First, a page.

My aunt has been growing food and feeding the family for decades and my grandmother's garden was entirely given over to food crops. As a child we had token ‘hobby gardens' and as adults, we do not own our home, so we do not have a vegetable garden, as is the case for so many 21st century families. However, over the last two or three years, edible gardens have been enjoying a quiet renaissance, and not so much on an individual level, as with the community. The individual allotment is embracing the group garden approach, where the garden community takes joint responsibility for joint crops. Where cities were once infilling every scrap of urban land with housing, now it is being reclaimed by the community for food gardens. Havana in Cuba is a successful example of this.
The UK's National Trust is now giving over land for use as community gardens. New Zealand has a slightly different food growing culture, in that most NZ homes still retain vegetable and fruit gardens. However, with rising food prices, and a lack of ‘growing knowledge', these are often insufficient to feed the household. Although several cities have community gardens, many smaller towns do not; but as the recession bites, this phenomenon is gaining pace all over the globe.
Queenstown is one of them. There were two of us, new to Queenstown, both in rental homes and both passionate about community gardens. In a transient town of rental homes and shared houses, where sections are small, steep and south facing, growing food crops is difficult. Thus we decided that there would be a demand for a community garden, if not now, certainly in the future, as high food prices and concerns over food safety continue to gain pace.
We started with a public meeting, advertised in local papers and on the radio, inviting interested people to attend. Around twenty people turned up, some local residents, some commercial growers and some with skills to donate to the group. The meeting revealed that there was a demand for a garden in Queenstown, Arrowtown, and Frankton, but the only forthcoming offer of land was from a landowner with land a 15 minute drive from town.
For some this was an unacceptable distance, but being our only offer, and a free, large and organic paddock, with a derelict polytunnel, a small steering group decided it would be an ideal place to start the project. Being equidistant between the three settlements, it could eventually form a ‘hub garden', once a smaller network of gardens was established.
In order to form a contract with the landowner, as well as apply for funding and land, we needed to be a legally recognised entity, so over the course of three months, ‘Harvest Community Gardens Network Inc' was formed; an incorporated society and not-for-profit organisation.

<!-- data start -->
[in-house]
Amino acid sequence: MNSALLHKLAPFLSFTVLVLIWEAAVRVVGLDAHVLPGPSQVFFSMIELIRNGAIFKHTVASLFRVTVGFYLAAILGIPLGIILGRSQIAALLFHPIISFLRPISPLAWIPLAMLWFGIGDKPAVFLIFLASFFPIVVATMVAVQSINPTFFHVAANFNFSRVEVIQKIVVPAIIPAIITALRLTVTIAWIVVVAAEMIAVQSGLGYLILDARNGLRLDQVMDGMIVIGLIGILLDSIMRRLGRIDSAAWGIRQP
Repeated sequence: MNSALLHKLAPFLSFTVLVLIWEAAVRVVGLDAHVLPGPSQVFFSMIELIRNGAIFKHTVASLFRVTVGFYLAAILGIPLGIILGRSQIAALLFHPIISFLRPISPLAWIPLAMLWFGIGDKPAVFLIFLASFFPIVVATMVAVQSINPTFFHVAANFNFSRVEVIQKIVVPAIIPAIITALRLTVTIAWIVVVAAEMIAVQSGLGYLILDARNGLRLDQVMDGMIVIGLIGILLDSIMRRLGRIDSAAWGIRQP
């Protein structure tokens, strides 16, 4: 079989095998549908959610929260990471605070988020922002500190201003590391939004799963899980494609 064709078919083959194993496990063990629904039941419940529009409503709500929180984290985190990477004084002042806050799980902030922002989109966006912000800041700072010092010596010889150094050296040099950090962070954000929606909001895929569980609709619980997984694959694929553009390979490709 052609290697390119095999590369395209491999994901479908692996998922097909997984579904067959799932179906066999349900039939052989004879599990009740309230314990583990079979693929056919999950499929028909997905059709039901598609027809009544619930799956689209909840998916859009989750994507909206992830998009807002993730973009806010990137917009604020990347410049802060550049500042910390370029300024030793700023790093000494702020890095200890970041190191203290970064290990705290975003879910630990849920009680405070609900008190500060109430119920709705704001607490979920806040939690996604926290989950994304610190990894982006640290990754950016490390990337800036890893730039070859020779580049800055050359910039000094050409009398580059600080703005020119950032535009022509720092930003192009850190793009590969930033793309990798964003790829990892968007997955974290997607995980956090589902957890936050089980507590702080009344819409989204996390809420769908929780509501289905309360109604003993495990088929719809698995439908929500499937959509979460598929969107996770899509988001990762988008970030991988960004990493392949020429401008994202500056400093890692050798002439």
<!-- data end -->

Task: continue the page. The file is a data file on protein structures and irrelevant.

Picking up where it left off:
We formed a website and discussion forum and set to work deciding what to plant and when. The landowner, himself committed to permaculture principles, ploughed the land in strips, with small grass paths between, tracing around a small hill, to ensure that water is caught and retained in each ‘bed'.
Next, a working bee was arranged with an agenda to rake over a ‘test bed', set up a watering system, plant summer produce, and get to know each other over a beer. With the group donating and planting seedlings, fruit bushes and herbs, over the course of a month, the bed was full. The landowner agreed to water it over summer, but with a plan to reclaim a length of perforated pipe from a local vineyard, and to fit a timer. Over the next few months, members simply dropped in when passing, to tidy up, plant more produce, weed and harvest, but always with the philosophy of leaving enough for the next person. January saw a ‘weeding bee' and the group reformed after Christmas to weed and harvest lettuce, onions, herbs and potatoes, to cook a group lunch.
Now, with the growing season over, the steering group have some plans for the coming months. Our aims are to boost our funds by applying for local grants and arranging and participating in local fundraising events such as farmers markets and festivals. Some funds will be used to refurbish the polytunnel and raise seedlings to sell at the spring markets, and to improve fencing and install the irrigation system. We are also applying to the local Council to establish our first ‘networked' garden, which will require more infrastructure to get it up and running for spring.
We started with nothing, but by being a genuine and dedicated group of people, we have received many in-kind donations from the local community, from offers of land to free marketing. As we integrate ourselves further into the community, we can build relationships with local businesses and Council, which will assist us in making this project a successful community facility, where anyone can have a piece of land and some support to grow their own food, and feed themselves for nothing.
Other great articles on Celsias:
Chicks in the City: Why You Need Chickens in Your Backyard
The Wicked Cool World of Organics - Edition 7
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